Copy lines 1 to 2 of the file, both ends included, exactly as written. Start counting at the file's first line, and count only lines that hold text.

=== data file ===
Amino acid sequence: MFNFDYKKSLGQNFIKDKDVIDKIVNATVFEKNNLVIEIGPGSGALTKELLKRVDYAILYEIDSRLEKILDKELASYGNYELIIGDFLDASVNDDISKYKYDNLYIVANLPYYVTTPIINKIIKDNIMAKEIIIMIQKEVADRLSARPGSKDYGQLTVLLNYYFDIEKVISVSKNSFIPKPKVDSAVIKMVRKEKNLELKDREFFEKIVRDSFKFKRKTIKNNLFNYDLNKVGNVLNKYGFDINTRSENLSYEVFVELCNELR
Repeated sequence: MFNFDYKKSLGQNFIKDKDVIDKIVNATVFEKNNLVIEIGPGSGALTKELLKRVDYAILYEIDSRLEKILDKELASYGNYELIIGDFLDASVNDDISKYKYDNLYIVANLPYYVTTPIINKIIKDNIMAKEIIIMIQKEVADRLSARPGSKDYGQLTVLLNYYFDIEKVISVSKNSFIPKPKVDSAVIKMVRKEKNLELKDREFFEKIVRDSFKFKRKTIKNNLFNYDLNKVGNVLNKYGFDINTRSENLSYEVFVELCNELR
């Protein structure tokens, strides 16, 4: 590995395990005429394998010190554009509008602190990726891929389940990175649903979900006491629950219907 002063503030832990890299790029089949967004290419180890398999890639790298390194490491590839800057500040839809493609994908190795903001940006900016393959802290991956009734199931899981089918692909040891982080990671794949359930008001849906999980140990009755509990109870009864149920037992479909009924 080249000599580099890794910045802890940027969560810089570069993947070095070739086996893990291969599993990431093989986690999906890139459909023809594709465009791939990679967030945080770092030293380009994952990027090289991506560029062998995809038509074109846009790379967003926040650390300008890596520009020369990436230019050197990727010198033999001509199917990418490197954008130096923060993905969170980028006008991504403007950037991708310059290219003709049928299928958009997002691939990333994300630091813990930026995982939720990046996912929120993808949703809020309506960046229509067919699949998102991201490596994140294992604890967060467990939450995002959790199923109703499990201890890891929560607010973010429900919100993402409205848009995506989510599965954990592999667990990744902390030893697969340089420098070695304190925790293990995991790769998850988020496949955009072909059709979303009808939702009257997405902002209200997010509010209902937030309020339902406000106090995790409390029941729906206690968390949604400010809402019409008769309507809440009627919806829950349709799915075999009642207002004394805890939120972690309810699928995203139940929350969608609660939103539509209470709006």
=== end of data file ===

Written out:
Amino acid sequence: MFNFDYKKSLGQNFIKDKDVIDKIVNATVFEKNNLVIEIGPGSGALTKELLKRVDYAILYEIDSRLEKILDKELASYGNYELIIGDFLDASVNDDISKYKYDNLYIVANLPYYVTTPIINKIIKDNIMAKEIIIMIQKEVADRLSARPGSKDYGQLTVLLNYYFDIEKVISVSKNSFIPKPKVDSAVIKMVRKEKNLELKDREFFEKIVRDSFKFKRKTIKNNLFNYDLNKVGNVLNKYGFDINTRSENLSYEVFVELCNELR
Repeated sequence: MFNFDYKKSLGQNFIKDKDVIDKIVNATVFEKNNLVIEIGPGSGALTKELLKRVDYAILYEIDSRLEKILDKELASYGNYELIIGDFLDASVNDDISKYKYDNLYIVANLPYYVTTPIINKIIKDNIMAKEIIIMIQKEVADRLSARPGSKDYGQLTVLLNYYFDIEKVISVSKNSFIPKPKVDSAVIKMVRKEKNLELKDREFFEKIVRDSFKFKRKTIKNNLFNYDLNKVGNVLNKYGFDINTRSENLSYEVFVELCNELR